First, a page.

FENDER MUSICAL INSTRUMENTS CORPORATION:
Since 1946, Fender has revolutionized music and culture as one of the world’s leading musical instrument manufacturers, marketers and distributors. Fender Musical Instruments Corporation (FMIC), whose portfolio of brands includes Fender®, Squier®, Gretsch® guitars, Jackson®, EVH® and Charvel®, follows a player-centric approach to crafting the highest quality instruments and musical solutions across genres. FMIC is dedicated to unlocking the power of music through electric and acoustic guitars, amplifiers, pro audio, accessories and digital products that inspire and enable musical expression at every stage, from beginners to history-making legends.
- AWS Lambda microservices written in Go
- AWS Lambda sending Cloudwatch logs to Honeycomb
“Why would you enter into an online space as a guitar company? It’s to know more about players: understand who they are, talk to them, and guide them along the way.” – Ethan Kaplan, Digital GM, Fender (http://fortune.com/2017/11/19/fender-guitar-apps/)
Fender’s customer focus makes observability a key requirement: to understand and support your users, you have to have visibility into their experience of your service.
“The goal of the platform team is to create and support services that support our web and mobile applications and provide data and analytics to the business. In that way we are able to understand and support players.” – Michael Garski, Director of Software Engineering, Fender
What they needed:
- A powerful and intuitive interface for debugging and troubleshooting problems
- Fast search results across high-cardinality fields such as unique customer IDs
Honeycomb @ Fender
The Fender Platform team maintains their own ELK environment to aggregate logs and investigate problems, but have found the platform slow and difficult for team members to learn to use.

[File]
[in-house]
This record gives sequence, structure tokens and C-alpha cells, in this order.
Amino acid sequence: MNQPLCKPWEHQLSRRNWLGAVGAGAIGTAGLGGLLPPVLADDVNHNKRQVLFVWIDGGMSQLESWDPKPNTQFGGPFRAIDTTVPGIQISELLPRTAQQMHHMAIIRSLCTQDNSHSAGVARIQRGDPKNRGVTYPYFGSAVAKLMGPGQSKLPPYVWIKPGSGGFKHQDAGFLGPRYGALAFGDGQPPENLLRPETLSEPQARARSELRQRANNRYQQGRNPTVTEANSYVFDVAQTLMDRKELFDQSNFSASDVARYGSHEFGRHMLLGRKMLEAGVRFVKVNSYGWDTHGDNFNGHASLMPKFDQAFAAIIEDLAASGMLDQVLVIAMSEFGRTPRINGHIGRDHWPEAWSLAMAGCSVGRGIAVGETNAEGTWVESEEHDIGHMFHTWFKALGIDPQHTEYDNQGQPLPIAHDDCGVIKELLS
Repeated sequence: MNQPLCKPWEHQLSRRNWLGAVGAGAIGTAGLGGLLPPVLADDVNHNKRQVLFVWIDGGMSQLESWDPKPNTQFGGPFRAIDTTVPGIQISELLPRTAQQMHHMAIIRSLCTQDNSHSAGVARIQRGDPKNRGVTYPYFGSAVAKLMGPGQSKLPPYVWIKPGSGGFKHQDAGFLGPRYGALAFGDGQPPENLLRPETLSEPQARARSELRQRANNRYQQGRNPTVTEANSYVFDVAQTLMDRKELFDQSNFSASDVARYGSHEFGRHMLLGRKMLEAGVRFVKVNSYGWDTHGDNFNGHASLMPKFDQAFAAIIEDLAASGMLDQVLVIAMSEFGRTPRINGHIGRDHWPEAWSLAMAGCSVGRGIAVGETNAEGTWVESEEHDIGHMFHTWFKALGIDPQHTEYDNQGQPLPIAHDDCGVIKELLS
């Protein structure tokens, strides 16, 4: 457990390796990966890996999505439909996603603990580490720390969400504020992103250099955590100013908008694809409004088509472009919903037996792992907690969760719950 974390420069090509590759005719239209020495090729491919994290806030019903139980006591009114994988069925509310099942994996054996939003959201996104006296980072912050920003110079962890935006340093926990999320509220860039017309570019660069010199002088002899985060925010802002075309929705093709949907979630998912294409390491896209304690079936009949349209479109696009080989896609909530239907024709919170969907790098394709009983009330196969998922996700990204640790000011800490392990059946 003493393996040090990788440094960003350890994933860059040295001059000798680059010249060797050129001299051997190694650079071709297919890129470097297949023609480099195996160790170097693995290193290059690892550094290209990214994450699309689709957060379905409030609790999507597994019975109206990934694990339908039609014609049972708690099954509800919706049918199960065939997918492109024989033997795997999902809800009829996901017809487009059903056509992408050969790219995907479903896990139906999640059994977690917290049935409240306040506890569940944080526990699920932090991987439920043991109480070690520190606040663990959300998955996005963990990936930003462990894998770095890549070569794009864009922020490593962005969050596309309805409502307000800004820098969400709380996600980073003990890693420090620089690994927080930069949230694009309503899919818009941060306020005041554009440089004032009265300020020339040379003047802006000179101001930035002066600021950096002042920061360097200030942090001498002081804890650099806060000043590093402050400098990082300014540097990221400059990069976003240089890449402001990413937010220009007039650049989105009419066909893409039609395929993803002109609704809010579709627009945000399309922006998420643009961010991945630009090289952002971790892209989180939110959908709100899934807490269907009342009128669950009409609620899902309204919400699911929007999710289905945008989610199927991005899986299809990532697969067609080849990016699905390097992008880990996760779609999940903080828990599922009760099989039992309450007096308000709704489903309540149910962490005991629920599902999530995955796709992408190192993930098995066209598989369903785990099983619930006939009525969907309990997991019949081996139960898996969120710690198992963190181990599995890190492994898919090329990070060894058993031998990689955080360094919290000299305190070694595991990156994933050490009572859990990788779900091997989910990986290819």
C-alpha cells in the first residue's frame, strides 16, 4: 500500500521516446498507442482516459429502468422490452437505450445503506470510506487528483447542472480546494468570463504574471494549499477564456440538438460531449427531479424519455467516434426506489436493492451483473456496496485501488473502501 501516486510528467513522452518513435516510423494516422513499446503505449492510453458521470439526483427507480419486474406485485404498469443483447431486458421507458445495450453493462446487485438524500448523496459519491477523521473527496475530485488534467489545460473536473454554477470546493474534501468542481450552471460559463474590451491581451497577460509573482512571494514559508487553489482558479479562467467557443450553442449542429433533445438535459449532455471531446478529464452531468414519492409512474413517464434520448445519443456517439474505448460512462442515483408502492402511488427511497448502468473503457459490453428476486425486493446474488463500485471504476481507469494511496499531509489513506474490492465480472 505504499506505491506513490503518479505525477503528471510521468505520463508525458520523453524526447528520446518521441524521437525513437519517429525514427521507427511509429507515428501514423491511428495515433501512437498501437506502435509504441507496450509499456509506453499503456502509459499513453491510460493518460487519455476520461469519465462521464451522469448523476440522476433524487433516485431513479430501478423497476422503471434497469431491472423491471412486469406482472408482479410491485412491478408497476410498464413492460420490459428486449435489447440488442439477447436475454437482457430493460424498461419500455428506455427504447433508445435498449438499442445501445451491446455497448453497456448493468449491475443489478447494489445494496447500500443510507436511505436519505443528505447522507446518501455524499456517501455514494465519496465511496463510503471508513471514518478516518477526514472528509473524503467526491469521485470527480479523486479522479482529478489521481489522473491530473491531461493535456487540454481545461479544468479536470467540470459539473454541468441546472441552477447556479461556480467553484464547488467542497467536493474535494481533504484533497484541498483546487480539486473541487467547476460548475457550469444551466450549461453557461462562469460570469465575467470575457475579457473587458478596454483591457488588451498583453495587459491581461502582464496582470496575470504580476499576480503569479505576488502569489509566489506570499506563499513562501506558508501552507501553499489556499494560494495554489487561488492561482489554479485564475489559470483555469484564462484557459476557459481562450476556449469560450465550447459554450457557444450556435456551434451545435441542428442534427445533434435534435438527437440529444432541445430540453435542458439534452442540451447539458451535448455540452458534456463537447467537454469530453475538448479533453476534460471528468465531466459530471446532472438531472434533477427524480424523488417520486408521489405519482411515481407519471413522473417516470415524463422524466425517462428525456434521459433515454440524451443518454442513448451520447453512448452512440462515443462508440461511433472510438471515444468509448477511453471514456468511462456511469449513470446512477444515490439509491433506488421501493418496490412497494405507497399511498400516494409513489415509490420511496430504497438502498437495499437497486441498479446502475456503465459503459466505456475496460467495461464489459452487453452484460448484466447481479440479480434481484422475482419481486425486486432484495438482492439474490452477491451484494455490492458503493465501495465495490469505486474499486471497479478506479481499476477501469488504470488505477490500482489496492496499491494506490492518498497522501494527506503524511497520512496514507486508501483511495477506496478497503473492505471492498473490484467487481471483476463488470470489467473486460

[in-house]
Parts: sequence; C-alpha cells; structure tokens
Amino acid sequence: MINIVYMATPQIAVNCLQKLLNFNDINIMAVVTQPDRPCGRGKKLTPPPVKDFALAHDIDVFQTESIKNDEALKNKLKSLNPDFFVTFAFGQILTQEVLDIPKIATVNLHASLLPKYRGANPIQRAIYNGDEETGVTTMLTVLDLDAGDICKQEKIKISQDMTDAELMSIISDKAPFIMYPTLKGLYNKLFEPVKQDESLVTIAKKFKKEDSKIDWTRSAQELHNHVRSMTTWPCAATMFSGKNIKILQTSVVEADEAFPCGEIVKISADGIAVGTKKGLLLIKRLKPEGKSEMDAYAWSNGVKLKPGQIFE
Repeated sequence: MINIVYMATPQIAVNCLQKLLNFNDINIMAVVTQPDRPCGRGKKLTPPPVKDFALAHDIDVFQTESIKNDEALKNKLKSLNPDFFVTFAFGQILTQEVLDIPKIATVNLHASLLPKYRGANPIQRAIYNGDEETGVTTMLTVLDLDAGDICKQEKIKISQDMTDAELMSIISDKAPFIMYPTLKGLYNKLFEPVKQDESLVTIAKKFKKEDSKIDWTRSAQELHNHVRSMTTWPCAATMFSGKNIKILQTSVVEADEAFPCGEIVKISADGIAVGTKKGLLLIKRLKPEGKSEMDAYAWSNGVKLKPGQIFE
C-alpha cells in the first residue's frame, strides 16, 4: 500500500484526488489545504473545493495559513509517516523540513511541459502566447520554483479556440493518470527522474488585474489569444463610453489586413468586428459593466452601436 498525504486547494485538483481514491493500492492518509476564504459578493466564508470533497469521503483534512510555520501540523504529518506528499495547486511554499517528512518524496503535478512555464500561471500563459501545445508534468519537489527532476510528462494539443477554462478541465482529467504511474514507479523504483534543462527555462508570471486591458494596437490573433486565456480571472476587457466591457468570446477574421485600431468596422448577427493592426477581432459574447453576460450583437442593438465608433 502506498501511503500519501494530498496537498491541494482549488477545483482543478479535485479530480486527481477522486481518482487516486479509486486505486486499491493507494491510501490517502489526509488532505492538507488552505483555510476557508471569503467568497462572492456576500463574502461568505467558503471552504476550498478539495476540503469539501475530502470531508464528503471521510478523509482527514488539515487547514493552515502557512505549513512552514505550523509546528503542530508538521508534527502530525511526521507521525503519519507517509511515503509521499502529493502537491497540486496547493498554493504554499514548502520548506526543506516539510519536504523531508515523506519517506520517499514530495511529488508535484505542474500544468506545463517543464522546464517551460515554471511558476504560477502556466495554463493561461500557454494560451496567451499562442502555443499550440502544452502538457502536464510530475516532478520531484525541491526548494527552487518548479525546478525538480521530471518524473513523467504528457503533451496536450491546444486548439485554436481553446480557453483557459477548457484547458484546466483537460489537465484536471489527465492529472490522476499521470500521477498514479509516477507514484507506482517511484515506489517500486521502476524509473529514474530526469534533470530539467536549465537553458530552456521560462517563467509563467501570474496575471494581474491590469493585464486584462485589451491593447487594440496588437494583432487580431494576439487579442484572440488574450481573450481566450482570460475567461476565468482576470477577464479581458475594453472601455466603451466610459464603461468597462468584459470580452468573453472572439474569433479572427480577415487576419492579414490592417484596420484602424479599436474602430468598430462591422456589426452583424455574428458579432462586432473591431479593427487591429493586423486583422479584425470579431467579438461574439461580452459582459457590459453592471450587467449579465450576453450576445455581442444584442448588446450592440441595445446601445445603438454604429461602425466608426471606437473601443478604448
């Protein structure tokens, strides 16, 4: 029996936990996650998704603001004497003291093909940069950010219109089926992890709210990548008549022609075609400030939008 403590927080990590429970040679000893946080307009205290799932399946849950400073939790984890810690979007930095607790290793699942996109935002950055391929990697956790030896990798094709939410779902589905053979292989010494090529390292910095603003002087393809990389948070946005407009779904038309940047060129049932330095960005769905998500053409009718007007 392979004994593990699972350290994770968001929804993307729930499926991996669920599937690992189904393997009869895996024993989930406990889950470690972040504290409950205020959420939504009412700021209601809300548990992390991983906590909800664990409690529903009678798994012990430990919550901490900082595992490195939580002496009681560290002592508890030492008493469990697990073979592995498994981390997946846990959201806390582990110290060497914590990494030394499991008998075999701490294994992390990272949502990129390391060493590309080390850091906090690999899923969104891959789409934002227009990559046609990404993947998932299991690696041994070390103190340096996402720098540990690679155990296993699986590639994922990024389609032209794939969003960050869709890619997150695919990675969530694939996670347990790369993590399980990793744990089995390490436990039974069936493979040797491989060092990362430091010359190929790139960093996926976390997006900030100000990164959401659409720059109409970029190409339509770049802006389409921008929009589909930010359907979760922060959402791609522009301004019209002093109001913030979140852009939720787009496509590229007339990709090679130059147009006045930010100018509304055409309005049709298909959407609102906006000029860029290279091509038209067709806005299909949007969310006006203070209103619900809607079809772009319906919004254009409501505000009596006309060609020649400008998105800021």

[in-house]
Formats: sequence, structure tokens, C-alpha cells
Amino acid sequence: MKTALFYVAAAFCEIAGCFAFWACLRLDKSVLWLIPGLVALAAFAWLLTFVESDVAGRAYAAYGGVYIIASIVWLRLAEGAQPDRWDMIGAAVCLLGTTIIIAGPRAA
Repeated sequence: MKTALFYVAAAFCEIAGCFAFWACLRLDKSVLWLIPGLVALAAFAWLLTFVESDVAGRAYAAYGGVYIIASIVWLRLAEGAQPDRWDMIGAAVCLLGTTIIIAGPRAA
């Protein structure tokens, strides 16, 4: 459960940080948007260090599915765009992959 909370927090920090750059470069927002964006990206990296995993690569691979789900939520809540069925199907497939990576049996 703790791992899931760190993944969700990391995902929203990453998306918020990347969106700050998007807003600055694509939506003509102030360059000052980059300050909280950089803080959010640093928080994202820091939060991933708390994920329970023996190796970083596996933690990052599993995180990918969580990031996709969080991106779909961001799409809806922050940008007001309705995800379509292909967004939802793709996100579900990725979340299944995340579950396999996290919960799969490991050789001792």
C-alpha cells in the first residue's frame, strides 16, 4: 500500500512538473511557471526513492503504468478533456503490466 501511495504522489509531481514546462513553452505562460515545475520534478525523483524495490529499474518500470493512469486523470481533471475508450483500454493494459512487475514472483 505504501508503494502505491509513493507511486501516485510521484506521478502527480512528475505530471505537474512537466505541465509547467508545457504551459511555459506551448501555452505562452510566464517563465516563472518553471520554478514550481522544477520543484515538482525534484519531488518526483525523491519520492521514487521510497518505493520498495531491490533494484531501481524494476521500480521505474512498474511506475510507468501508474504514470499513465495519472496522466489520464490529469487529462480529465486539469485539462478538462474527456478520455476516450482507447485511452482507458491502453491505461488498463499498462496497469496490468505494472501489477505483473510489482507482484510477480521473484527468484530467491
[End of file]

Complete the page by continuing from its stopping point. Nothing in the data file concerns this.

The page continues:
“We have an ELK stack, but the query language is cumbersome and the UI is not as easy to use as Honeycomb.” – Michael Garski
They installed Honeycomb specifically to get the benefit of searching across all their Cloudwatch logs from Lambda at once, and have been especially pleased with the speed at which they can zero in on an issue.
“Honeycomb and Lambda work very well together. Without Honeycomb, it was very difficult to get all the Cloudwatch logs correlated, but now we can just do a quick search by request or userID with no difficulties.” – Michael Garski
Recently, the Fender Platform team deployed an update to the subscription management service for Fender Play users. Soon afterward, they noticed errors related to the billing systems, which started to spike over the course of the morning.
Using Honeycomb, they determined that the issue was related to differences between their test and production environments and could confirm, thanks to the Honeycomb Marker they’d set, that this problem was definitely caused by their recent deployment. They were able to roll back to a stable environment within five minutes.
This graph shows the Lambda function status codes during the timeframe of the deploy. The spike in 500s occurred after the first Marker, then dropped after the second, which was the rollback. Subsequent Markers show that a third deploy still had the issue, but it was fixed in the 4th.
Even more critically, they were able to drill into their data and identify the exact users impacted by the issue, allowing their Customer Support team to contact those users before they contacted Customer Support to report an issue.
And all of this would have taken significantly longer using their existing ELK setup.
“If we did not have Honeycomb it may have taken an additional 30 minutes or so to determine what the issue was by poking around in ELK or Cloudwatch logs. Honeycomb’s visualization and honeymarkers made it obvious that the issue was related to a recent release. On top of that, Honeycomb allowed us to determine the affected users and pass that information on to our support team.” – Michael Garski
The team finds it easier and faster to get results with Honeycomb.
“Now that we have Honeycomb, we just use the ELK stack as the archive. “ – Michael Garski